The US boasts an extensive treasure of beautiful forests that support life and keep the general population healthy and breathing fresh clean air. While the demands made on our forests are high, awareness of how important these troves of forested areas truly are is not as high as it should be.
Forests cater to every aspect of human needs. In addition to food, materials and essential oxygen, forests work to counter the effects of pollution and global warming. Furthermore, the inviting surroundings of the forest environment have been found to promote calm and relaxation and even protect the body from certain types of cancers and systemic conditions.
In the following article, we will take a look at the various types of forests found across this beautiful country. As you will see, some are hot and some are cold and some don’t look much like a typical forest, but the functions they perform always remain the same – promoting life through softening the elements and creating an inviting home for the ecosystems they support.
Whether you are hale and hearty and looking for the source of your good health or feeling under the weather and looking for the natural remedies, you can find it all within the forest friends. The greatest forests in the US are Americans No. 1 Healthcare System and don’t cost a thing.
Beginning in the Deep South and the regions of Hawaii and Puerto Rico, tropical forests grow thick and tangled in the rain-soaked lands nearest the tropics. These warm forest regions are home to abundant animal and plant life. Even though tropical forests only cover a small portion of the world’s landmass, over half of animal species crowd into the steamy paradise where food is plenty and no one wants for water.1
Welcome to the wonderful world of essential oils. In the following pages, you’ll learn more about what essential oils are, […]
One of the world’s most powerful agents comes from the oil of copaiba trees—trees native to the Amazon rainforest that […]
When it comes to the best-known essential oils around the world, tea tree oil ranks toward the top of the […]
Trees in the tropical forests of the US grow tightly together as we can see in the Florida Everglades and Louisiana Swamp country. Those visiting either of these regions would need waterproof hiking gear and a trusty guide, as it is easy to get turned around in the dense foliage. Fortunately, most locations popular with visitors feature walkways, bridges or other forms of transportation to make the trek less daunting.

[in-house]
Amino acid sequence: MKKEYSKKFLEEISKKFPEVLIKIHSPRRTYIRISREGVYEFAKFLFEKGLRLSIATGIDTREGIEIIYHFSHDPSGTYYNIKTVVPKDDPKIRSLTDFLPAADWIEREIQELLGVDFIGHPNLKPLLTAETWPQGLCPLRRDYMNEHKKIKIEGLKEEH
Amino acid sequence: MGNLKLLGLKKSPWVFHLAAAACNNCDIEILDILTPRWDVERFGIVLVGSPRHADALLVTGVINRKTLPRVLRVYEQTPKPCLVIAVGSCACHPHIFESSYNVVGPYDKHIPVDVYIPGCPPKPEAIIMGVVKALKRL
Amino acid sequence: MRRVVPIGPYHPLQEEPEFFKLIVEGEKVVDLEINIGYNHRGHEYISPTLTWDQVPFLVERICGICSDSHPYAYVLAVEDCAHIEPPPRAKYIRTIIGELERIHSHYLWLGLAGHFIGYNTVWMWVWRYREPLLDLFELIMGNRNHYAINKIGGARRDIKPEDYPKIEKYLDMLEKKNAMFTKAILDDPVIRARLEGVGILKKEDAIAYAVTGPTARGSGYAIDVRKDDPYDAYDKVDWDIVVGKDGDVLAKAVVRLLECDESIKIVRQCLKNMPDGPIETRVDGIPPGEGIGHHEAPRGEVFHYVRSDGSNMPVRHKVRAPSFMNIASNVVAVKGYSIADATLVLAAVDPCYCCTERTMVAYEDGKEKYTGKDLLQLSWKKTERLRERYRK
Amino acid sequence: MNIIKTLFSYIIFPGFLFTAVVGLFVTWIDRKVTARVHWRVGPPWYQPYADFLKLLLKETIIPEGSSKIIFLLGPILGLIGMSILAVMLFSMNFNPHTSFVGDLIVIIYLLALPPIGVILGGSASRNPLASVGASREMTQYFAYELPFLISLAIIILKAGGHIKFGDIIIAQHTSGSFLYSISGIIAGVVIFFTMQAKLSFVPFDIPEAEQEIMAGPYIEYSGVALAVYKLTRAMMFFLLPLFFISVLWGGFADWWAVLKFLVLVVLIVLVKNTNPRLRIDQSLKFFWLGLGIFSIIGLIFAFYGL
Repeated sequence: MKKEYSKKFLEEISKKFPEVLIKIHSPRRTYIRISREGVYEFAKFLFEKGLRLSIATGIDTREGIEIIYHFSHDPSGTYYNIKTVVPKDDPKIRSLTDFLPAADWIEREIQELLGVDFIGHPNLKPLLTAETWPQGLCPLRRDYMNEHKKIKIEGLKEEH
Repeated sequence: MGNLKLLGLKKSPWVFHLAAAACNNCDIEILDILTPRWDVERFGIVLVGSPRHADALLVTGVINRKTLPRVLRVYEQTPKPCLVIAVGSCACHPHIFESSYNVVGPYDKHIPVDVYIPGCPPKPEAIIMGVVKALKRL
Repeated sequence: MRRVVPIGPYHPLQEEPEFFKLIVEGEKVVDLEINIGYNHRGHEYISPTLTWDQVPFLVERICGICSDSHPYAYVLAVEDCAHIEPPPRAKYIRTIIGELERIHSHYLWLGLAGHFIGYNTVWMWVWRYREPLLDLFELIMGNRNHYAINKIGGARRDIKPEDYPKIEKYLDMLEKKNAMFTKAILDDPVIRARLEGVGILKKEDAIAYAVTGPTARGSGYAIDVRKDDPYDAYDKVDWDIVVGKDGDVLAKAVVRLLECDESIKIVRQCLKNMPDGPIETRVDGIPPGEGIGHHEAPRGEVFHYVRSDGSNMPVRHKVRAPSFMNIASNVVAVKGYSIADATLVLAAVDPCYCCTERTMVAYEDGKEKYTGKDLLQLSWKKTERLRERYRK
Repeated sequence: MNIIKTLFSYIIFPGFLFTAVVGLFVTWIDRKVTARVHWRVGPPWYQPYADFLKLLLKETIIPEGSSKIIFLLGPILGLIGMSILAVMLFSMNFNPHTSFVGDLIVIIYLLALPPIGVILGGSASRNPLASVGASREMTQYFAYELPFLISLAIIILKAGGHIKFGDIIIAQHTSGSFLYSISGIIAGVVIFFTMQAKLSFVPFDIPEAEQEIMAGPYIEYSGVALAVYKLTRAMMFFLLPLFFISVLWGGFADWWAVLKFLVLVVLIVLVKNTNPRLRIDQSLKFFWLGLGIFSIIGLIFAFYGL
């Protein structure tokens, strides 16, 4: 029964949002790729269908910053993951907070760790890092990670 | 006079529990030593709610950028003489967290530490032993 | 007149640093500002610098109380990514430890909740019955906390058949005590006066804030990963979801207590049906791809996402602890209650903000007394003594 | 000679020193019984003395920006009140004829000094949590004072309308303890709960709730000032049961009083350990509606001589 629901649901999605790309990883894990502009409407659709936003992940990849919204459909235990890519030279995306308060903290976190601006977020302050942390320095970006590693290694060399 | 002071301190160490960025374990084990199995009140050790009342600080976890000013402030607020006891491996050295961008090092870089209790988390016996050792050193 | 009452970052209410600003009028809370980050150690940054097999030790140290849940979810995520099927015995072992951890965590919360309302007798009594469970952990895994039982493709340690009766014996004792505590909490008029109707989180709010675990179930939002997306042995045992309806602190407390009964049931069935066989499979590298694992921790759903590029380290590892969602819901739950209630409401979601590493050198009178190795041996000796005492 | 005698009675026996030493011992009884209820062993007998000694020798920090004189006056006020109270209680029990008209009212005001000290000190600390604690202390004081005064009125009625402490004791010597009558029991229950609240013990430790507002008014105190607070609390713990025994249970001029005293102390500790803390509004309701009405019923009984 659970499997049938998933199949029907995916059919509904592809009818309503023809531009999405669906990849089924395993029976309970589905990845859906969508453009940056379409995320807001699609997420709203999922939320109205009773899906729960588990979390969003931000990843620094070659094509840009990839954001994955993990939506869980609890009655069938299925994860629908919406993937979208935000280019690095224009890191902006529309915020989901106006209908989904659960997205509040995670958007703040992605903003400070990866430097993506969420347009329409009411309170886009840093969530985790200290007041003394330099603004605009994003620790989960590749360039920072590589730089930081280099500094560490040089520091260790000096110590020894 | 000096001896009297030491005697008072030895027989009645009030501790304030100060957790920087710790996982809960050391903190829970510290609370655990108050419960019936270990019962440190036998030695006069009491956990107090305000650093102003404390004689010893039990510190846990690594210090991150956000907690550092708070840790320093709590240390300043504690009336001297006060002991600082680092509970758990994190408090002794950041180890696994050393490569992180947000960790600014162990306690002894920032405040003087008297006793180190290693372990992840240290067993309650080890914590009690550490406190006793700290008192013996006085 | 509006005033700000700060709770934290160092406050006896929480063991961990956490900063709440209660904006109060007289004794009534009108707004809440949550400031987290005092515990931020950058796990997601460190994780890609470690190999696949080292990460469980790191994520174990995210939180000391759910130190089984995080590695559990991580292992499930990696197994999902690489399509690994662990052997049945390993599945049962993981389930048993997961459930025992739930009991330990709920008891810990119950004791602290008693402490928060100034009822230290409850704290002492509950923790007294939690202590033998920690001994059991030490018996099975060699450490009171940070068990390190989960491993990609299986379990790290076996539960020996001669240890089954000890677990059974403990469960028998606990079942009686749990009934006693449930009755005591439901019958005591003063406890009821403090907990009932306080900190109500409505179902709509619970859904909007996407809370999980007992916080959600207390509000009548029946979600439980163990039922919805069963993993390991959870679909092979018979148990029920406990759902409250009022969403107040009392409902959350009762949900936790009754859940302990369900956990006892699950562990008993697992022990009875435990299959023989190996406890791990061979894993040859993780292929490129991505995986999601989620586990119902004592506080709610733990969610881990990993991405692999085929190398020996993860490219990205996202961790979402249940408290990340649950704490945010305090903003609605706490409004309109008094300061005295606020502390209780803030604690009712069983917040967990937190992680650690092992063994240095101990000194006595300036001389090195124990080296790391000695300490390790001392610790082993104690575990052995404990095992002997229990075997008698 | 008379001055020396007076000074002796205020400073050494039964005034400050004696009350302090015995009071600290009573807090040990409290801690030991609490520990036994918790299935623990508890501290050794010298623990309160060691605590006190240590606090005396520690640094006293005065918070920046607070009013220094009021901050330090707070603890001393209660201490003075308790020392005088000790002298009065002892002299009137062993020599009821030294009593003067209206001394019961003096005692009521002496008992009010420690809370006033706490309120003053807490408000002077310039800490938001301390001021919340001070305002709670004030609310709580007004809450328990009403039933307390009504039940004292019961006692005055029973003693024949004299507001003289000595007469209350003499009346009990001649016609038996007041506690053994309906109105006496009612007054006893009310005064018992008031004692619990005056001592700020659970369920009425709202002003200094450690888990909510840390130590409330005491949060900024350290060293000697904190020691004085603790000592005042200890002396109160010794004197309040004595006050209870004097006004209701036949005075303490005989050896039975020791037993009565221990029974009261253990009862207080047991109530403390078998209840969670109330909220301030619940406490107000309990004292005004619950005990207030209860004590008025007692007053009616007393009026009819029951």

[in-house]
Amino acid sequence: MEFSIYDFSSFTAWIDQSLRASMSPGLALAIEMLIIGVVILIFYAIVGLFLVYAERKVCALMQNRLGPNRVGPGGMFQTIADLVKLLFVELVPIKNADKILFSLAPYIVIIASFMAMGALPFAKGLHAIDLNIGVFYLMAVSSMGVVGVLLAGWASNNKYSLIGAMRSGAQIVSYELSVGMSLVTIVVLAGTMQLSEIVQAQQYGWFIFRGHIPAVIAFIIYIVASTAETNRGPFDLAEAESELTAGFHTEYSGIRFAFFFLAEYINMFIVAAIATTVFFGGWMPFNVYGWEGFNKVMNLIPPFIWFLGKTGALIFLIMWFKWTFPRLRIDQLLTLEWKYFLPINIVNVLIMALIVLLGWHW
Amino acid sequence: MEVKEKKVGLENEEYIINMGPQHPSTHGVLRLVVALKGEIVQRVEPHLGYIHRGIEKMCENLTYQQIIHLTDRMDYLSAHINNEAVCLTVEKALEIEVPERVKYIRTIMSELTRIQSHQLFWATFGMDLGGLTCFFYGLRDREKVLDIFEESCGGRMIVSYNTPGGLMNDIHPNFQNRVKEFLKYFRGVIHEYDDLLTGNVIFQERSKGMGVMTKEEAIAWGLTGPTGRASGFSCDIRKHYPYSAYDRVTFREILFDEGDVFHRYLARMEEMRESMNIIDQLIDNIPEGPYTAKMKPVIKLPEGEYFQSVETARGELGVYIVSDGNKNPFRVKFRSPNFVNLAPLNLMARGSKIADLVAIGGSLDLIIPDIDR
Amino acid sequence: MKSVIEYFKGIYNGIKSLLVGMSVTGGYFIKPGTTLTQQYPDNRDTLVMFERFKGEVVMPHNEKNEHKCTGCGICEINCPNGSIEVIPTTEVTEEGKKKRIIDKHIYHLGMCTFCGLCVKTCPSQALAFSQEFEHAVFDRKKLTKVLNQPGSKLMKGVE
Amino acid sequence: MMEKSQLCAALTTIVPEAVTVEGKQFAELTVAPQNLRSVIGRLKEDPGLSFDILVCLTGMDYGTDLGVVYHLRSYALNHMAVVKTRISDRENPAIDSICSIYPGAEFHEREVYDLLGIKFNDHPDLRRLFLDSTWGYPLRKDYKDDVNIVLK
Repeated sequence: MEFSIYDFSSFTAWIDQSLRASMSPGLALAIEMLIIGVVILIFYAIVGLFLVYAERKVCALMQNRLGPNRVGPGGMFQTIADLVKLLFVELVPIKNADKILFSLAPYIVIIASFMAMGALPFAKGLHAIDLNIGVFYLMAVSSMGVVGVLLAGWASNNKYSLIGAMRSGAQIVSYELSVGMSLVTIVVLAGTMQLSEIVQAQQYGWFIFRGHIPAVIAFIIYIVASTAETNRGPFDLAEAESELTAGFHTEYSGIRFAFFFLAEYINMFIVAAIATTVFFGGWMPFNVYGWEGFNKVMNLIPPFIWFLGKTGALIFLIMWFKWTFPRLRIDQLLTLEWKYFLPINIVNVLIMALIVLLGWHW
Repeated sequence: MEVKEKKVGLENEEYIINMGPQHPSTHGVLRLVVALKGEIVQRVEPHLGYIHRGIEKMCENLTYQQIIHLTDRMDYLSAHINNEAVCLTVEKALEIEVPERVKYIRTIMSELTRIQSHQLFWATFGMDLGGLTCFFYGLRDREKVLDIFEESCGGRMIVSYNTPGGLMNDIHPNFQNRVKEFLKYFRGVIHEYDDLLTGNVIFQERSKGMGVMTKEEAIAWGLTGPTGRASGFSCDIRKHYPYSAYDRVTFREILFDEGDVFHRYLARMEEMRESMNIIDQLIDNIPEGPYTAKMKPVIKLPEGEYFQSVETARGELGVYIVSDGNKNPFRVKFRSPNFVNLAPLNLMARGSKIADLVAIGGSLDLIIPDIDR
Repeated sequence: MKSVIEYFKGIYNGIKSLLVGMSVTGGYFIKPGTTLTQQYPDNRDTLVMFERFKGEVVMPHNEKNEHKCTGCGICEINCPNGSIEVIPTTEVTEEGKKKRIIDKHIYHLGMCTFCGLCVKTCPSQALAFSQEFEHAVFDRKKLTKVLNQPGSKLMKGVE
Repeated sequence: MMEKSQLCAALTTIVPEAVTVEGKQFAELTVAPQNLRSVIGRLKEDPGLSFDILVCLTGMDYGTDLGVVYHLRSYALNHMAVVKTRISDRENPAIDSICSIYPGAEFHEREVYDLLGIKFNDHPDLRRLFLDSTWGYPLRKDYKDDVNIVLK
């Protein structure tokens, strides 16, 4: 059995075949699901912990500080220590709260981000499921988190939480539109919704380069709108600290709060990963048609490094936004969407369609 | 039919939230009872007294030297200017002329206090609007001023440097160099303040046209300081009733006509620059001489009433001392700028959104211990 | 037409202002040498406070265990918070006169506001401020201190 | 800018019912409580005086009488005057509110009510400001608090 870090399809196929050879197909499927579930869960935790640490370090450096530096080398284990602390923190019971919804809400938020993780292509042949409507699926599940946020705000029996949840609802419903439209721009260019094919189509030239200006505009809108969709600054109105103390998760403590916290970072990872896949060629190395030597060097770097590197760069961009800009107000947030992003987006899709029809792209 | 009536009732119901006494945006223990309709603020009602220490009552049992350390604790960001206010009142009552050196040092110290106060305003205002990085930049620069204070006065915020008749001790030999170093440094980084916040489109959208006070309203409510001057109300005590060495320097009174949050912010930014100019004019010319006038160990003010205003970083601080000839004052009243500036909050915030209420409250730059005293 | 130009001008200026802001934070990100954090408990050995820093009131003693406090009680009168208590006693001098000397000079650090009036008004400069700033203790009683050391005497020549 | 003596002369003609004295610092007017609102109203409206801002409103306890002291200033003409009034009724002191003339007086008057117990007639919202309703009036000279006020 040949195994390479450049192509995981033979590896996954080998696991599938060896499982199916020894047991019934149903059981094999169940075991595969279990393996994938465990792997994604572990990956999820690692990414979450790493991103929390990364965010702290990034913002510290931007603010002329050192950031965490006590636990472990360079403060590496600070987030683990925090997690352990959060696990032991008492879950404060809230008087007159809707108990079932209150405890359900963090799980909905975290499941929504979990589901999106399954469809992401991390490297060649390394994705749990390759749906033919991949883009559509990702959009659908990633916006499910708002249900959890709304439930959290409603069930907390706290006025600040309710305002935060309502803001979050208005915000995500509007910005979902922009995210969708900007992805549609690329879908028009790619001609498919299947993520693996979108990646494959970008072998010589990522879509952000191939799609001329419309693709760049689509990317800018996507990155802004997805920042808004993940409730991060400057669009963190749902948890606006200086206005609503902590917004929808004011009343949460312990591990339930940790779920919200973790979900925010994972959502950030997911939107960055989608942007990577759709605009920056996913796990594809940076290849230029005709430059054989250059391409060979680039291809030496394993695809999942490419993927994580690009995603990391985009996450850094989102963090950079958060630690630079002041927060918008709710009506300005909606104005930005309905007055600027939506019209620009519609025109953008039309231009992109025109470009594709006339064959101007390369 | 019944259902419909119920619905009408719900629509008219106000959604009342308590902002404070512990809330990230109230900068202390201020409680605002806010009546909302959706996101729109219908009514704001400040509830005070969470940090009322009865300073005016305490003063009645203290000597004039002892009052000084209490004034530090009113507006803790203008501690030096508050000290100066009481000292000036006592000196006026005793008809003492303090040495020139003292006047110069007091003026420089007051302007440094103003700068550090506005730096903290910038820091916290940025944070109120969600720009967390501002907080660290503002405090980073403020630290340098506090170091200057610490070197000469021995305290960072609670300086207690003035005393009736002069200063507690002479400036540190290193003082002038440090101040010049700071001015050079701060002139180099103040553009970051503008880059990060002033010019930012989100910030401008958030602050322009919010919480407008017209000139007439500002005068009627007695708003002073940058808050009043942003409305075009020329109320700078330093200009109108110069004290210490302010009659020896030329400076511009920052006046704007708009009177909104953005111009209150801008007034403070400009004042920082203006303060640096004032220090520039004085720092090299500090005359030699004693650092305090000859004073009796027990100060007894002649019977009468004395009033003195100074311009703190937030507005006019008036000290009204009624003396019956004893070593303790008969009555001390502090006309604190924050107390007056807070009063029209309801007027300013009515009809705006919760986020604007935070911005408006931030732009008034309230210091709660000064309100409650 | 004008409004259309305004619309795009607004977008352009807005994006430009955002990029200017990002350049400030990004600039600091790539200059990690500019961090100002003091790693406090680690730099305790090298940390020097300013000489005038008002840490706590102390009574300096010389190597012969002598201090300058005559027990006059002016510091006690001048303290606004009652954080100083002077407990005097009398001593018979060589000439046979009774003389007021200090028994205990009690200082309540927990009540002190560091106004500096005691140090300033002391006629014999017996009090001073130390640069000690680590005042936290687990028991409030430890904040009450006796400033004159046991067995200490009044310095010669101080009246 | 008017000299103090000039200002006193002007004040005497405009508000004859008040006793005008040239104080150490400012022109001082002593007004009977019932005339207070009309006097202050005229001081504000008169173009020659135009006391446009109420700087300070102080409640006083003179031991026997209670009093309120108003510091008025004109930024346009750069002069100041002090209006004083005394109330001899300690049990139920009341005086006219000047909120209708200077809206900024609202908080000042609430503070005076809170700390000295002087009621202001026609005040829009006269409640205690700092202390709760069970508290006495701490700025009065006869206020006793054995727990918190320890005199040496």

Various Tropical and Subtropical coniferous forests have adapted to hot drier regions of the south and can be found everywhere from Southern California across the Mexican Border to Texas. While these forests are typically hot and moisture levels are sometimes high, the only true “tropical rainforest” listed on the National Forest Registry is “El Yunque”, in Puerto Rico.
Across the next ring of latitude to the north, the sun is less direct and the temperature is perfect for trees of the temperate zones. The temperate forest features the brilliant transformations that clearly identify the changing seasons. Springs will feature flowering dogwoods and blossoming black cherries and a brilliant fiery forest display is scheduled for the fall.
Of course, summer is a great season to enjoy the oxygen-rich forest air as photosynthesis is working at maximum capacity, so be sure to pencil that in.
Temperate Forests are the Pride and Joy of the US and most States are blessed with at least one, or one pretty close by. These could be deciduous, the type that shed their leaves in the fall, or evergreen, the type that stays green all year round.
If you live near the East Coast, take a weekend trip to the Sierra Nevada and witness the awesome tranquility of the forests around Lake Tahoe. Pando, the 80,000-year-old colony of Quaking Aspens, is another trip that will thrill the mind and completely alter your perspective of time.
On the East Coast, the mixed forests of New England abound with Beech, Ash, Hickory, Maple, and Gumtrees that reveal striking color displays that fire the imagination when fall comes around and the forests prepare for winter. Those planning an extended trek into the deciduous forests will not regret making their plans for the fall season.
The evergreen is another temperate forest and is comprised largely of coniferous trees. Some of the best examples include the mighty Redwoods of California and the Ponderosa Pine forests of Colorado. While the coniferous forest lacks the brilliant charm of the deciduous forest during the fall, it compensates with a delectable forest fragrance from cypress, cedar, fir, pine, redwood, spruce.
Technically the Boreal Forest, also called the taiga, is limited to the Northern Reaches of Russia, Siberia, Scandinavia, and Canada. But, there are some regions of the Sierra Nevada Mountains and northern Appalachians in the US, where Boreal wildlife and trees have made a solid establishment.2
One of the most notable members of these Boreal forested communities is the Balsam Fir, which is always seen in abundance around the Christmas Season. Balsam firs are especially valued for their warm and fragrant attributes that make the home’s interior smell festive. This makes the Balsam Fir a popular source material for wreaths and centerpieces at year’s end celebrations.
The curative forest air found in wooded regions of the world has played an important role in keeping humans, animals and even other plants healthy all throughout the evolution of life on this beautiful planet. Getting more of these essential curative properties is the inspiration behind the MONQ Forest Blend Personal Diffuser.
Photo Credits: QuickShot/shutterstock.com, TravellerMartin/shutterstock.com, Pi-Lens/shutterstock.com, Zlikovec/shutterstock.com